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What is the correct unit for the equilibrium constant?

Andselisk correctly identified the law of dilution and the name Ostwald is often connected with it. $$K_\text{dissociation} = \frac{\alpha^2}{1-\alpha}\cdot c$$ However, the degree of dissociation is $...
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What is the difference between chemical equilibrium and dynamic equilibrium?

Chemical equilibrium is a type of dynamic equilibrium, but not every dynamic equilibrium is a chemical equilibrium. In a chemical equilibrium there is no change on the macroscopic scale. That means ...
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What do curly brackets {} mean?

The curly brackets denote "activity of" the species therein. See the Wikipedia section: Basic definitions and properties of Equilibrium constant
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15 votes

What is active mass?

The term "active mass" is a historical term. The concept of an equilibrium constant was developed by Cato Maximilian Guldberg and Peter Waage. The Law of Mass Action has also been referred to as the ...
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15 votes
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Why proton concentration is divided by 10⁻⁷?

The textbook is precisely correct. The equilibrium constant $K$ which the logarithm is taken of is dimensionless, and includes activities or fugacities, and not concentrations and pressures. In ...
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15 votes

What is the difference between chemical equilibrium and dynamic equilibrium?

A chemical equilibrium concerns chemical reactions. There should be at least a forward- and backward reaction between two species but more complex systems with multiple individual reactions may occur. ...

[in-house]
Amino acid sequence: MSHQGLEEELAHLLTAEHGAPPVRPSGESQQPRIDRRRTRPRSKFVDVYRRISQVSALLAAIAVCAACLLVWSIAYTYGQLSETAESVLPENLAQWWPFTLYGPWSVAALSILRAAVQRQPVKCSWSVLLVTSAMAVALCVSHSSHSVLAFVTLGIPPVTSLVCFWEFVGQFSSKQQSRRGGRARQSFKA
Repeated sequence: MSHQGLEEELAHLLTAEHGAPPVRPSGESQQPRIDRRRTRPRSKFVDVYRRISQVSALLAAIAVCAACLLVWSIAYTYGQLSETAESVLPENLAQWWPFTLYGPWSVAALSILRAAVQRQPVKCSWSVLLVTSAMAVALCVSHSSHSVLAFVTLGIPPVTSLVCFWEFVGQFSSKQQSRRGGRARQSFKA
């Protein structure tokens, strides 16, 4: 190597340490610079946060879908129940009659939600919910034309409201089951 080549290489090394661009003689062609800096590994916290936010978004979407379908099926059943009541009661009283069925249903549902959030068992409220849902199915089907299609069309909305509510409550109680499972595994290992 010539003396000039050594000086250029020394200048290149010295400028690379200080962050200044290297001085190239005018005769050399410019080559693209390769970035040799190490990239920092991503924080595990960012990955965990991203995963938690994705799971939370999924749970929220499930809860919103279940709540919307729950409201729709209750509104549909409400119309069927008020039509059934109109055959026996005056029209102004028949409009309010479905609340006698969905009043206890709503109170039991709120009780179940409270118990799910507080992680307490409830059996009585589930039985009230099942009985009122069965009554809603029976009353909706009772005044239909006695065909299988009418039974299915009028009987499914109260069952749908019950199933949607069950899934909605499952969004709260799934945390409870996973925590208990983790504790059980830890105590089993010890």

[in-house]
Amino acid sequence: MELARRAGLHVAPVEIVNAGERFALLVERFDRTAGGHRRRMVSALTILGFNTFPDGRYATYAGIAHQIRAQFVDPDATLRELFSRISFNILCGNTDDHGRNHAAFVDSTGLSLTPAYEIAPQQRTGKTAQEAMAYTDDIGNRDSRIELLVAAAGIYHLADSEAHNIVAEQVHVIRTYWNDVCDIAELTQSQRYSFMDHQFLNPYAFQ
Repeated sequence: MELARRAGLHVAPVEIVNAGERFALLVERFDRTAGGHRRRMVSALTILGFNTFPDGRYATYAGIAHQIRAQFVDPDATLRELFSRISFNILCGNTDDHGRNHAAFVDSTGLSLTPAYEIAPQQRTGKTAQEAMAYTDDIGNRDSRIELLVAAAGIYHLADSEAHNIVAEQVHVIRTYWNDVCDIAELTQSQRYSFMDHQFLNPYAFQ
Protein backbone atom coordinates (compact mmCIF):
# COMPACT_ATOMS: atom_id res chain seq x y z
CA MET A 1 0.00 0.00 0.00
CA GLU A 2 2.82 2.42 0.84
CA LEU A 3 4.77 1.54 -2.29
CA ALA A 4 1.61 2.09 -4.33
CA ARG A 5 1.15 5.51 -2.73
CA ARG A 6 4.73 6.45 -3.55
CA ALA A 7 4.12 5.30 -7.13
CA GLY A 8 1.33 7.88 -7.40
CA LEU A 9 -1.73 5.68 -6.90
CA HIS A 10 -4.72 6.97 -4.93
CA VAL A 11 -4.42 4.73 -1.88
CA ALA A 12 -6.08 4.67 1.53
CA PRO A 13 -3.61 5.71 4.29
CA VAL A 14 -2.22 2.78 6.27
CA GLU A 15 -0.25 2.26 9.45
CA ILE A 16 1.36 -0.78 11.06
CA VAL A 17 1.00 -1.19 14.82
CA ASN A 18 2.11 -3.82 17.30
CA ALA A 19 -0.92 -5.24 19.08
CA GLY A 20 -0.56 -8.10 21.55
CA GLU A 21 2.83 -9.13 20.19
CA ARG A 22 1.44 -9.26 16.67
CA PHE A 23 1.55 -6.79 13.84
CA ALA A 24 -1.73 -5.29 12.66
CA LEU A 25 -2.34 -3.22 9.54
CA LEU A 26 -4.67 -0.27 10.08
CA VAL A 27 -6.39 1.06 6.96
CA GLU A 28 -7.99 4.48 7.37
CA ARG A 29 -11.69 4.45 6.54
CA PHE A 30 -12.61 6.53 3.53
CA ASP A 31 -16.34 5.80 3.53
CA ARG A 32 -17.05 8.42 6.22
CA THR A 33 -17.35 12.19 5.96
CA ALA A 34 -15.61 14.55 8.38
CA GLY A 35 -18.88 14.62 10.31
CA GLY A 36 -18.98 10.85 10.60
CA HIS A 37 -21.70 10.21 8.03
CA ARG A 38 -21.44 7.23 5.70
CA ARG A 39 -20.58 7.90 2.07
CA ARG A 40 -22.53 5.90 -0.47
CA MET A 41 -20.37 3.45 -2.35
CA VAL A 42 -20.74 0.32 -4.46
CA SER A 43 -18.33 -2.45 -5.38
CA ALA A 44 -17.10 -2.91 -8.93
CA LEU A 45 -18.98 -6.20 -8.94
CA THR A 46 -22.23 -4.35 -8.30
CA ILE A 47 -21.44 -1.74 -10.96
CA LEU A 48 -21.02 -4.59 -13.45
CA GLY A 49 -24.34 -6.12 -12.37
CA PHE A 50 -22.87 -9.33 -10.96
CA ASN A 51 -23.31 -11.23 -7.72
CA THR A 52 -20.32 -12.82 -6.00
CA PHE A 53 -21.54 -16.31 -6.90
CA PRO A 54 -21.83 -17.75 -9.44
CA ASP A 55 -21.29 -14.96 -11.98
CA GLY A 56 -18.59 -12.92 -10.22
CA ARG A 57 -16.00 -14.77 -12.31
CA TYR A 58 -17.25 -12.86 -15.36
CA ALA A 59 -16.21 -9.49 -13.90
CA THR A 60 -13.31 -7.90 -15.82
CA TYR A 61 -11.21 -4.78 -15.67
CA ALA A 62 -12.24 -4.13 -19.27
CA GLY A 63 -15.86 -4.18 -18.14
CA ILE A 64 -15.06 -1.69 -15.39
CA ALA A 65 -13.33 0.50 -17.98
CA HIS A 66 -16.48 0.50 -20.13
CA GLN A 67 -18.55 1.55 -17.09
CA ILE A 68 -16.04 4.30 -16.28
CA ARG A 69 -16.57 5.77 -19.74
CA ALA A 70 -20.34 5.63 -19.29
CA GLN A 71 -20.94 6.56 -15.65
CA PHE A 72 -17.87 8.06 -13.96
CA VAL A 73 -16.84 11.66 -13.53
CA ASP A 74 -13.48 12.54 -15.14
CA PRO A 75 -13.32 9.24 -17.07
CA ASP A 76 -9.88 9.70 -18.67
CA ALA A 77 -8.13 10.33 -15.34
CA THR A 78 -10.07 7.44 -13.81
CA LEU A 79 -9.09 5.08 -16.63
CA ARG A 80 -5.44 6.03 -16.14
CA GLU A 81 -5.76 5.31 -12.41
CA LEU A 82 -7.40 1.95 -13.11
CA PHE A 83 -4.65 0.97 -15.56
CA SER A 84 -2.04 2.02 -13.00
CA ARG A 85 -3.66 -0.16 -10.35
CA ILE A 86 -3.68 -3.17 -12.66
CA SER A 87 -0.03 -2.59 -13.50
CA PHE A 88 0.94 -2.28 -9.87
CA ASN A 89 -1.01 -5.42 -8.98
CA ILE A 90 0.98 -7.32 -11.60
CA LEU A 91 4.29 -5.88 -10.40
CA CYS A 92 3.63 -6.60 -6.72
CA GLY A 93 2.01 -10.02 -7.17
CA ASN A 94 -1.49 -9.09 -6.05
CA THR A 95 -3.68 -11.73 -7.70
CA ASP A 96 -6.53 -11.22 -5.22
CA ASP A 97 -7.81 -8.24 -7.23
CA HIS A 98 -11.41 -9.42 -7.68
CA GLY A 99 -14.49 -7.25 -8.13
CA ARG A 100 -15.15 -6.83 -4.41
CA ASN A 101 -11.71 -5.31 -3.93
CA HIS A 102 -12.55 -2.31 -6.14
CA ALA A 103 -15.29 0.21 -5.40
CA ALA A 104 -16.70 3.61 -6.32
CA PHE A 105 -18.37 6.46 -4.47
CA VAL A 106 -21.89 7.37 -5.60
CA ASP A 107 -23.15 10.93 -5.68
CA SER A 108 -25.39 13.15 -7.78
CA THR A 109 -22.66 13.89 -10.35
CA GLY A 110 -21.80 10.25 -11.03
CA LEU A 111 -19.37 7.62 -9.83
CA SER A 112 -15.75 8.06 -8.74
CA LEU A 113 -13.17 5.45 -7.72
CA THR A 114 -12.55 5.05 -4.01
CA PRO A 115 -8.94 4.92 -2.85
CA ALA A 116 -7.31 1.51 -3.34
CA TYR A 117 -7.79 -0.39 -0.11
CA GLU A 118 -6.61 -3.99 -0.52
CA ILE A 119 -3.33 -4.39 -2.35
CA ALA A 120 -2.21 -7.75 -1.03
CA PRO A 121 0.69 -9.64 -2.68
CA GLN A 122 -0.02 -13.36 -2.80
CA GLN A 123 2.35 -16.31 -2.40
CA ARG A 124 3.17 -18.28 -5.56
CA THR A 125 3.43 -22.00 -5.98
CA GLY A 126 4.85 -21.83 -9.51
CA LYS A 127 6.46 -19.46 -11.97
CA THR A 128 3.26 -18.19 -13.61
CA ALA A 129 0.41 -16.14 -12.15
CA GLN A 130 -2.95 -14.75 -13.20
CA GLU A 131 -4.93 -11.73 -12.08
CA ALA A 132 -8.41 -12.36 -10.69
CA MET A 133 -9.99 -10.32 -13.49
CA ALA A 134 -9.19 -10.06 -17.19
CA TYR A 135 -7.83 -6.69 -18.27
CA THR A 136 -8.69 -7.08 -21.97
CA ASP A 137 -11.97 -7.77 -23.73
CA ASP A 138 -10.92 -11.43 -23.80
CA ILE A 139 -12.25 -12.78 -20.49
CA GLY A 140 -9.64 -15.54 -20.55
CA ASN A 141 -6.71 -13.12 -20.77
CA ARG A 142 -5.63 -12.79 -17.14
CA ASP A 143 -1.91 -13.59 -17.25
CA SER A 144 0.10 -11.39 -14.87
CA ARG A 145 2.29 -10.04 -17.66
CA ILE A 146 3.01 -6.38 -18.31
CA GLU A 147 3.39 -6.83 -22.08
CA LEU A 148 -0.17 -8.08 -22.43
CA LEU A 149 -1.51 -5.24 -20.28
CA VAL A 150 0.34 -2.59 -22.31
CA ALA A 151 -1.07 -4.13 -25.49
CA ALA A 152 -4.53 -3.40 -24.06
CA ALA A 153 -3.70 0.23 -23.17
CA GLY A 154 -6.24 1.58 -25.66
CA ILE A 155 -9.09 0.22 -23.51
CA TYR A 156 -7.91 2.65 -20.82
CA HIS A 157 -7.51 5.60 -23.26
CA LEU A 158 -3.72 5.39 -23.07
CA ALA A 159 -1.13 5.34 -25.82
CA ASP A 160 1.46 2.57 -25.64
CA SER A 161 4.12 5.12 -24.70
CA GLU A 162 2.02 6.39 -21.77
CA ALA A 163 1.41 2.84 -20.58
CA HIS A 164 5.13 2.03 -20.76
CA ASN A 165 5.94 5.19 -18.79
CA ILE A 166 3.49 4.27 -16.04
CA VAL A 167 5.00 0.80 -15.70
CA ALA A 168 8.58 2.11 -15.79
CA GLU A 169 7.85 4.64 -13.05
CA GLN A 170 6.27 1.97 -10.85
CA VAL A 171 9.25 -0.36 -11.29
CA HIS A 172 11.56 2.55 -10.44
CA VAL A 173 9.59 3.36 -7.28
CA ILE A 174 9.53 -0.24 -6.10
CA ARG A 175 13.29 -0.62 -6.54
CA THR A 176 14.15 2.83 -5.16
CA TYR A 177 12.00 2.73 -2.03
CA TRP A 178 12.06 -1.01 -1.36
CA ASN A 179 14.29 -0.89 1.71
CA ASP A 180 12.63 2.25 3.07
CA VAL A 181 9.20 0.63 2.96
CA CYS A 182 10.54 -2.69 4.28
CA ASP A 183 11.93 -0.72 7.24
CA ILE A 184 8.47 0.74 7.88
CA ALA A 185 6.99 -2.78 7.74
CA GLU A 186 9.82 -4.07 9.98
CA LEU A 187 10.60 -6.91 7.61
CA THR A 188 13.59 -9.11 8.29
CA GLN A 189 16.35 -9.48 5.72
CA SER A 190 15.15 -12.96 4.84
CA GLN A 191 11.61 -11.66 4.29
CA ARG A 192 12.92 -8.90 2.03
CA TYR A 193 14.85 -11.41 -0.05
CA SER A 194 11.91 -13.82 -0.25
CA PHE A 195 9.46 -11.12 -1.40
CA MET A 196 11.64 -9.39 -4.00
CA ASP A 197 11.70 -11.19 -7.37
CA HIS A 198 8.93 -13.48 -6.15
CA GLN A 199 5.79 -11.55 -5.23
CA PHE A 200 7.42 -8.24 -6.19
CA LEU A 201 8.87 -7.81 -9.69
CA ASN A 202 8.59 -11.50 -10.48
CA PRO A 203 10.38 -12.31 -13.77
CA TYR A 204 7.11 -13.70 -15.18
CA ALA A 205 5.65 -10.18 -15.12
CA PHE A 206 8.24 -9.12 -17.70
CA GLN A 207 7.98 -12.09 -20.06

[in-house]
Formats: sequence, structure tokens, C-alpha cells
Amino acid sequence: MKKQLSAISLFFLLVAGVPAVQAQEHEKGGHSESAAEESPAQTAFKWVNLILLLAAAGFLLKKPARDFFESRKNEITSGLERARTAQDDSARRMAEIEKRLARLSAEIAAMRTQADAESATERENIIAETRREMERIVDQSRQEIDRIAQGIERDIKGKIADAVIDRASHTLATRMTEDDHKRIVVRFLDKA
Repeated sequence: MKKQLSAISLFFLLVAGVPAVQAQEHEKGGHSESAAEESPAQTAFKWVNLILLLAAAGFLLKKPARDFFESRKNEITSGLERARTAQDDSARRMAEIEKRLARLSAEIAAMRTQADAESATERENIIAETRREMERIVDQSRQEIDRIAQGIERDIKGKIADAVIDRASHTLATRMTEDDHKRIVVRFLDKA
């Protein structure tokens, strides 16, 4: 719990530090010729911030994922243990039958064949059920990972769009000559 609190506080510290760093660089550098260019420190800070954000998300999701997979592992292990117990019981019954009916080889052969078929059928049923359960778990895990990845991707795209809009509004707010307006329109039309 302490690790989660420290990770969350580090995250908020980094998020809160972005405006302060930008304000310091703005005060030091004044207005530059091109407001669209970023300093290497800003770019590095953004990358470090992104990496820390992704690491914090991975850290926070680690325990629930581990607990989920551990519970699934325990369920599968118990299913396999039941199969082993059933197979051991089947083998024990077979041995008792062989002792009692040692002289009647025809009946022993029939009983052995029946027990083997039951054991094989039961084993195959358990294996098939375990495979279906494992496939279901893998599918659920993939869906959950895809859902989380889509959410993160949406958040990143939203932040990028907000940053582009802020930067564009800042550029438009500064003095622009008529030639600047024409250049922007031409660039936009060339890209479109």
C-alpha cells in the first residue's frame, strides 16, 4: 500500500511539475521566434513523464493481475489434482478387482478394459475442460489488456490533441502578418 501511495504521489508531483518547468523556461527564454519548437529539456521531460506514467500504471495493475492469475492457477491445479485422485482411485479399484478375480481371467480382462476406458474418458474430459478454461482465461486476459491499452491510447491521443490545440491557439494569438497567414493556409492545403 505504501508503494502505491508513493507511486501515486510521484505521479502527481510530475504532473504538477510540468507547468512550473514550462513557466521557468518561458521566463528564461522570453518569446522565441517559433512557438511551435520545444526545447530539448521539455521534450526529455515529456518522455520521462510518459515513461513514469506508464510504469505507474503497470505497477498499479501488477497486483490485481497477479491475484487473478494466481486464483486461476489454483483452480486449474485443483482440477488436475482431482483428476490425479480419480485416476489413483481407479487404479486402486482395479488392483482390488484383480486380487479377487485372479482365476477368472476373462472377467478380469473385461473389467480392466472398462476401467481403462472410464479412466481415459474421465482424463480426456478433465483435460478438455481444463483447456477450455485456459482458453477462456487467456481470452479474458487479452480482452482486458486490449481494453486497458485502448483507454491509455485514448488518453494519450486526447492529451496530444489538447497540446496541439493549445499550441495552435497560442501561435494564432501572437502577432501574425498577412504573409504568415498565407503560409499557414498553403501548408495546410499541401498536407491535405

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15 votes

Apparent paradox in the formation of ice at room temperature

Now that you've got $K_{eq}$, you need to take a look at the expression for the equilibrium constant, which is $$K_{eq} = \frac{a_{\text{ice}}}{a_{\text{water}}},$$ where $a$ is the activity of each ...
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Can the equilbrium constant ever be exactly 1?

For a chemical reaction, $$\Delta G = -R T \ln K_{eq}$$ $$\implies K_{eq} = e^{\frac{-\Delta G}{RT}} $$ Thus, in order for a chemical reaction to have $K_{eq}=1$*, it is necessary to have $\Delta G = ...
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14 votes
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Derivation of van 't Hoff equation for temperature dependence of equilibrium constant

The equation linking $\Delta H^\circ$ and $K$ is called the van 't Hoff equation. Since Philipp's comment on your question already links to a very thorough discussion of where the equation $\Delta G^\...
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14 votes
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Why exactly does precipitation occur?

Short story Maybe it will help to think first about a ridiculous case. Say you have a large hydrophilic solid, and a small drop of water is added on top. We would not expect the entire solid to ...